Seeking software engineer to help build CNC machining engine (Remote)

Preparing a part to be CNC machined is way harder than it should be. Toolpath Labs is building next generation automated machining tools to make CNC machining as easy as 3d printing.
Our software will help our users (engineers, product designers, makers) go from a digital model of a part to g-code they can run directly on a CNC milling machine.

Our tech stack is Julia on the backend for the expensive computational work (a mix of CPU and GPU) and React on the frontend. We are seeking a (remote) software engineer to help develop the Julia backend — focused on implementation of core algorithms to interrogate geometry and plan machining toolpaths. You’ll also get the chance to be part of the actual machining process as well, getting to see the software in action.

It’s an incredibly interesting problem that mixes computational geometry and discrete optimization. Experience with scientific computing in any language (for example, Python), high-performance computing, GPU acceleration, and/or computational geometry (3D game programming likely translates nicely) is a huge plus.

We’re founder-funded, extremely early stage, and building an exciting product from scratch that solves a massive pain point in manufacturing.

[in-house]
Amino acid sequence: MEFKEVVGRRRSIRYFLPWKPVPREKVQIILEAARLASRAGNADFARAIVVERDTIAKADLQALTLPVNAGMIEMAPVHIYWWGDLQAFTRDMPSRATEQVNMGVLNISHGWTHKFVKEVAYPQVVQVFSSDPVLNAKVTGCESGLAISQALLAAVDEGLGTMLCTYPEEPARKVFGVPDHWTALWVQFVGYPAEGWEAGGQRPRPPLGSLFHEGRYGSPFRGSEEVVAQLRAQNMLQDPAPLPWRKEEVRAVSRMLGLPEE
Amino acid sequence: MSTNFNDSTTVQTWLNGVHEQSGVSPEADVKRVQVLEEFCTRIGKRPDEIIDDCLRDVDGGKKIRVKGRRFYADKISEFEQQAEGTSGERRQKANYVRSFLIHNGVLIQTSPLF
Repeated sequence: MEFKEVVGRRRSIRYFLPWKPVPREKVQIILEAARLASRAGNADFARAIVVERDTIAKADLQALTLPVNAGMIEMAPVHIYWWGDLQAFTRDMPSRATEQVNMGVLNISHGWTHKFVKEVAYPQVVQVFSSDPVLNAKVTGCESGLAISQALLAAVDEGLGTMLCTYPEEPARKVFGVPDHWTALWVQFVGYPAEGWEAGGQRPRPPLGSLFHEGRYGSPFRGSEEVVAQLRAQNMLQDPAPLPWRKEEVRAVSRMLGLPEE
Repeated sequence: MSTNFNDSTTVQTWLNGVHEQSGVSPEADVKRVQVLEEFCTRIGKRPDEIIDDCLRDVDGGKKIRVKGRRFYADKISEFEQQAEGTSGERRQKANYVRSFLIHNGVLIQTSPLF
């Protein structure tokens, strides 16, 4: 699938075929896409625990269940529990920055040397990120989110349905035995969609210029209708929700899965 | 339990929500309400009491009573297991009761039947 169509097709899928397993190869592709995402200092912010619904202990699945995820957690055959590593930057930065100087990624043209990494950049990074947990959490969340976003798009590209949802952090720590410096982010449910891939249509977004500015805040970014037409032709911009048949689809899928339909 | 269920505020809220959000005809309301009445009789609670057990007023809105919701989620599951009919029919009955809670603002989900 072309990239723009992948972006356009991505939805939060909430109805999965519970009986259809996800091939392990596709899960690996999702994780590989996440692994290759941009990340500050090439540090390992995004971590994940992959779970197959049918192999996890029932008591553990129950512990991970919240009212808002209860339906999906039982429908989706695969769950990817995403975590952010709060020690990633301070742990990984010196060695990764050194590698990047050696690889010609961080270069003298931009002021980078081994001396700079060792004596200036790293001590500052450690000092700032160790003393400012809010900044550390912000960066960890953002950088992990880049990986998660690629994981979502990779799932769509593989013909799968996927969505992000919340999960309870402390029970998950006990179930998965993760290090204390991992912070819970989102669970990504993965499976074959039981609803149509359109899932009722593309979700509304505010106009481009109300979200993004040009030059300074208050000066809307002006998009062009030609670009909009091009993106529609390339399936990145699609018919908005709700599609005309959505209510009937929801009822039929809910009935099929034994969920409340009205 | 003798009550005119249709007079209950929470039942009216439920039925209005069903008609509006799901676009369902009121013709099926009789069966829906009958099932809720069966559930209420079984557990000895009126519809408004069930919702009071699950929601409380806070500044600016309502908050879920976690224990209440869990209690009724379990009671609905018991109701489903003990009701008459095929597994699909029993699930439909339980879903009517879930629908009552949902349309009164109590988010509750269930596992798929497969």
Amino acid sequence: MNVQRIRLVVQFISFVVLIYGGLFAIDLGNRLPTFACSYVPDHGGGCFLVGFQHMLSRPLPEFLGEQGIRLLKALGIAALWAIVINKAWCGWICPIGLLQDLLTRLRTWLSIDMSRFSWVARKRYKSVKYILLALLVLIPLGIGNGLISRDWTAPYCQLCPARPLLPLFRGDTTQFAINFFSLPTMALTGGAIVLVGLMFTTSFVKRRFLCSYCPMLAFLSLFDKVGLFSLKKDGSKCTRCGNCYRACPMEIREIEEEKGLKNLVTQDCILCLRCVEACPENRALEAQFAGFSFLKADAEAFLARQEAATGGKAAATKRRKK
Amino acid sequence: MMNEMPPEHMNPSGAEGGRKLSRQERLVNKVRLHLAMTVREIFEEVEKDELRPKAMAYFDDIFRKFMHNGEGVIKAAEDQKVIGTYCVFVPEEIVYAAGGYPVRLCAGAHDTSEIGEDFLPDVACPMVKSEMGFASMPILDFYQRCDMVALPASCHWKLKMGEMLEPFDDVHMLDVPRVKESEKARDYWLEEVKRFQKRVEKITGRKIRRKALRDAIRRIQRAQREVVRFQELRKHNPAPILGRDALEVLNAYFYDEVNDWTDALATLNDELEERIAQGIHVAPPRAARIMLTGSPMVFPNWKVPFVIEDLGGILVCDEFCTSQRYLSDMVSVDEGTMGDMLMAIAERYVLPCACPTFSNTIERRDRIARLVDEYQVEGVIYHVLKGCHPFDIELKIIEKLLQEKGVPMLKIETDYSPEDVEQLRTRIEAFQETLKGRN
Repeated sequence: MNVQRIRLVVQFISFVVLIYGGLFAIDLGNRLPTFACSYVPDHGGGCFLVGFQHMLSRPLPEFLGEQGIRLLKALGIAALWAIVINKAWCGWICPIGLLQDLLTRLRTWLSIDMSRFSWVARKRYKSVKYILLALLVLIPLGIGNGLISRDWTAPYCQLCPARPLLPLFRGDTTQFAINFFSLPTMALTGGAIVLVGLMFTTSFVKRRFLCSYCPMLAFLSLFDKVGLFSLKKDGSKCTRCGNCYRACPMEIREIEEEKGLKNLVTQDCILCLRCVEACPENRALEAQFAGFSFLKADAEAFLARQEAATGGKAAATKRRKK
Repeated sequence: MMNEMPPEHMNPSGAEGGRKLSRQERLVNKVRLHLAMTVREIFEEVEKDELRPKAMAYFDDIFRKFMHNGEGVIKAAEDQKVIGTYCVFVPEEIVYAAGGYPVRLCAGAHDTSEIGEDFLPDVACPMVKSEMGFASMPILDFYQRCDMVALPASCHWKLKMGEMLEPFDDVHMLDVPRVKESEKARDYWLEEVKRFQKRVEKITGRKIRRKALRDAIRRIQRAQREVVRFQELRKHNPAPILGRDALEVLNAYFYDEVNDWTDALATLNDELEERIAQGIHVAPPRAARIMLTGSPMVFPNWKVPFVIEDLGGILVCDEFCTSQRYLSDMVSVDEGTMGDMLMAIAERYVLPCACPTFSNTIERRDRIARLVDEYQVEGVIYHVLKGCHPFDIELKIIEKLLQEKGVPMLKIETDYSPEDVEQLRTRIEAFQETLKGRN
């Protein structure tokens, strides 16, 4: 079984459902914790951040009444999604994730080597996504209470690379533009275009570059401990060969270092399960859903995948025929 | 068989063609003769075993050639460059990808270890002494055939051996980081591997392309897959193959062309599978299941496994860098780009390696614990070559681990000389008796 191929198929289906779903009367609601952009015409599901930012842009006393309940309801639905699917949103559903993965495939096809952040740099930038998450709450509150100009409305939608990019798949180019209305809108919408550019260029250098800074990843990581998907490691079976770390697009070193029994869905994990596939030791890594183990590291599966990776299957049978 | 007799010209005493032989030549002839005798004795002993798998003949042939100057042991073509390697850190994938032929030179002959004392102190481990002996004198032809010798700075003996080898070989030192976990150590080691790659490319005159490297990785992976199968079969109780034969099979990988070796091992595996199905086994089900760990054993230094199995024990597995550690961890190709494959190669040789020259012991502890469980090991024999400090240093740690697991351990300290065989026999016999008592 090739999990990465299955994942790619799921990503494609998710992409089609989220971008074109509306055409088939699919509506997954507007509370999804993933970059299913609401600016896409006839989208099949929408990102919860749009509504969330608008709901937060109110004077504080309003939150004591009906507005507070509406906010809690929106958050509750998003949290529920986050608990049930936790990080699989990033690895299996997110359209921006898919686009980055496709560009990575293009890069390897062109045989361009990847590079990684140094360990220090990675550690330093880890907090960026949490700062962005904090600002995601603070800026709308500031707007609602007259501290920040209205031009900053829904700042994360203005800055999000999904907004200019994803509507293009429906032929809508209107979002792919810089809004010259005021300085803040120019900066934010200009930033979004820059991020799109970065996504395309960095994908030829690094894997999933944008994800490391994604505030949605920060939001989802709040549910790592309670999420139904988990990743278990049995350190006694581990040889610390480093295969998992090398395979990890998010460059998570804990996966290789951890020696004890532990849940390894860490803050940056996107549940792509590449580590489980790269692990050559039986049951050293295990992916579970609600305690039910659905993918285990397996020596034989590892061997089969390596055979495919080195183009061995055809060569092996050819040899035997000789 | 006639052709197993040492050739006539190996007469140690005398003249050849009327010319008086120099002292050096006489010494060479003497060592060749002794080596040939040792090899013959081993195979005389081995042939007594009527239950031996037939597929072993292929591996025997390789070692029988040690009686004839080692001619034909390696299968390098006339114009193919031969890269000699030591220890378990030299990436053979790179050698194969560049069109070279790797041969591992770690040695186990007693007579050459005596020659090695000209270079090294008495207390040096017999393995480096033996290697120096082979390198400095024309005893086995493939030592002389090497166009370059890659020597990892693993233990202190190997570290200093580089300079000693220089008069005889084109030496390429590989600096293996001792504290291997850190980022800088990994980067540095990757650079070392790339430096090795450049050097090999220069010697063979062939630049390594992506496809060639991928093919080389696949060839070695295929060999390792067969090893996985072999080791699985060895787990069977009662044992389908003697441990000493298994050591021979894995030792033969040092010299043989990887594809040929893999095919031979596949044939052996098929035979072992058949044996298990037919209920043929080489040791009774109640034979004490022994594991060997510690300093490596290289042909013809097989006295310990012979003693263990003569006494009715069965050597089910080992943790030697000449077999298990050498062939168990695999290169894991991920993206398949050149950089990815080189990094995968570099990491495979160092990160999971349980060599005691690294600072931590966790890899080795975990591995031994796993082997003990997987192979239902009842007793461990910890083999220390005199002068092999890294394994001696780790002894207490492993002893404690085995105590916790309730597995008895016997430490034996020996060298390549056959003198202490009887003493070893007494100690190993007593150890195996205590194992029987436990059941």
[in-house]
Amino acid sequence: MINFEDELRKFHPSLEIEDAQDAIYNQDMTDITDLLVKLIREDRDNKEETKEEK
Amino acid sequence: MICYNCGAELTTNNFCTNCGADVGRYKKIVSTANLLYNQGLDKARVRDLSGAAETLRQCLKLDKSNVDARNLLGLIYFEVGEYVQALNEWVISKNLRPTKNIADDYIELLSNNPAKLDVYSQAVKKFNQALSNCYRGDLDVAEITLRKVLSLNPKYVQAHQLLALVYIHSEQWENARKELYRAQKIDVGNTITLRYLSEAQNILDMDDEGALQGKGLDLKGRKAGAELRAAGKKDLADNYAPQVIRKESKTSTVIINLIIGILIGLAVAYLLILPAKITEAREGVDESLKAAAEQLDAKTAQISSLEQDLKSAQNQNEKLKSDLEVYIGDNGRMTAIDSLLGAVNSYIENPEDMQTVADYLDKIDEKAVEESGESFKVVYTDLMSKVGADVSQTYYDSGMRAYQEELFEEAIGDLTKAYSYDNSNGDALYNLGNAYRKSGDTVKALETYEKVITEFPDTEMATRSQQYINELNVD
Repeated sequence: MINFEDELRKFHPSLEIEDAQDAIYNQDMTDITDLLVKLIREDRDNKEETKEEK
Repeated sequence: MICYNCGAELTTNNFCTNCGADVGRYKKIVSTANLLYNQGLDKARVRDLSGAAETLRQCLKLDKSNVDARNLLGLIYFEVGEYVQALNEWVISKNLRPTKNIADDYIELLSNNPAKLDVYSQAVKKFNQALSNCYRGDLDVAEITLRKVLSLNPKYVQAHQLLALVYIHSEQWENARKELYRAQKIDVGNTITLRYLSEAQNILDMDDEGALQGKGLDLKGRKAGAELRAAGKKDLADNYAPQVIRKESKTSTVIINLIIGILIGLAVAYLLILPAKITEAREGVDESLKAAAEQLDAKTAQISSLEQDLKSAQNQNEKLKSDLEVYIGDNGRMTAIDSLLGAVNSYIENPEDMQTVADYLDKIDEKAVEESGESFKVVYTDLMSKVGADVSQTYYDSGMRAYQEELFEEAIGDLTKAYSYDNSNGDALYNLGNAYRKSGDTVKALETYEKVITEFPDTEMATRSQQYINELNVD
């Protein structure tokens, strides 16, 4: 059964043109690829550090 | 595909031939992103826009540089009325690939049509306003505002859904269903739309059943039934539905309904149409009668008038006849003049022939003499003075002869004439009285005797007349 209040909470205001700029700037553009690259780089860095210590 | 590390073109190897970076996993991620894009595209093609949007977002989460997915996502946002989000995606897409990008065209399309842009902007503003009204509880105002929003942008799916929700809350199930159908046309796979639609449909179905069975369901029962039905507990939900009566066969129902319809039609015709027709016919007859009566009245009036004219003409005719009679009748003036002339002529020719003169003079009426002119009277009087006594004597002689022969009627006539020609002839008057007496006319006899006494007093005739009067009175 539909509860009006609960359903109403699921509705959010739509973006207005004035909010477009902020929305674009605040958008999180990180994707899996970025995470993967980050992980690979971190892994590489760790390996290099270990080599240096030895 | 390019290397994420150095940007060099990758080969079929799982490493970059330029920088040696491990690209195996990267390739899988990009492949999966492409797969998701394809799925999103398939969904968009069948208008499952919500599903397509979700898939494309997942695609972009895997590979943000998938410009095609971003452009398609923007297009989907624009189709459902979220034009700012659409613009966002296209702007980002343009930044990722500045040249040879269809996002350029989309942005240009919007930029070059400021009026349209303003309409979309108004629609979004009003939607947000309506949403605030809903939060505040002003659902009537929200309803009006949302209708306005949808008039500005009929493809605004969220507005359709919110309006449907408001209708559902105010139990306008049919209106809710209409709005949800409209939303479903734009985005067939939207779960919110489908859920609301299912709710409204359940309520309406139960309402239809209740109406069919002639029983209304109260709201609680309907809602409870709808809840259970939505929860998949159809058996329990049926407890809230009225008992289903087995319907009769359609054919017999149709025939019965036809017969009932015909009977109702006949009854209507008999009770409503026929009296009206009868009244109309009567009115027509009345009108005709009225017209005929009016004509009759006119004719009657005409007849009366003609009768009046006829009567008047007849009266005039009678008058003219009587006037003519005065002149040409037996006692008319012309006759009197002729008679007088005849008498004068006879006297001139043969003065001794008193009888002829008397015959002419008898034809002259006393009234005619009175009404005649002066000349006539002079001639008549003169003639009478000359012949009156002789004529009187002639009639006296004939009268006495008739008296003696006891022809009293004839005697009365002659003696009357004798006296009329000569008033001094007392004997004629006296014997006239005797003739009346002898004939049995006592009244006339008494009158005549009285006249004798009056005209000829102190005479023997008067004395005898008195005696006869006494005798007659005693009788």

Full Time salary range: $80k-$120k
Remote work

We are open to contract and full-time employment; if you are applying as a contract employee, please let us know your availability and rate (in USD).

Sound cool? Id love to talk to you about it! Contact


CNC means …?


Yes, Computer Numerical Control. Its an admittedly odd term that comes from the early days of computer controlled machining (1970’s). Back then state of the art was to use the computer to operate the milling machine or lathe machine for you, instead of using hand wheels.

This was done by programming G-code files by hand (e.g. "go strait for 2 cm; make a 4cm radius turn; …). The goal was to automate the same machining that you would do manually. As things evolved, CNC planning got much more advanced and tied in with 3d graphics and CAD. We still use the same ascii-gcode formats we did back then, but now we use more complex software to generate them.

When you use modern software the historical ties back to manual machining is very clear. That is the paradigm that the codes were built from. Its fairly labor intensive, and has a pretty high learning curve. There is a better way though. Modern 3D printer slicing software has proven that you can automatically handle complex geometries. Our goal is to bring that kind of streamlined ease of use to CNC machining.


And to see where this goes in terms of vibration, take a look at some recent research. When the cutting head vibrates, the machining becomes non-uniform. When this non-uniform machined part comes back to the cutting head it can act as an exciter. This is known as self-excited vibration. For all those time delay differential equation aficionados out there…
Seriously, I read on discourse about the fantastic differential equation solving libraries, and then the ability to find the coefficients for these equations using machine learning and wonder what the possibilities are and where will they end.
Julia could be a fantastic tool if the research goes in this direction…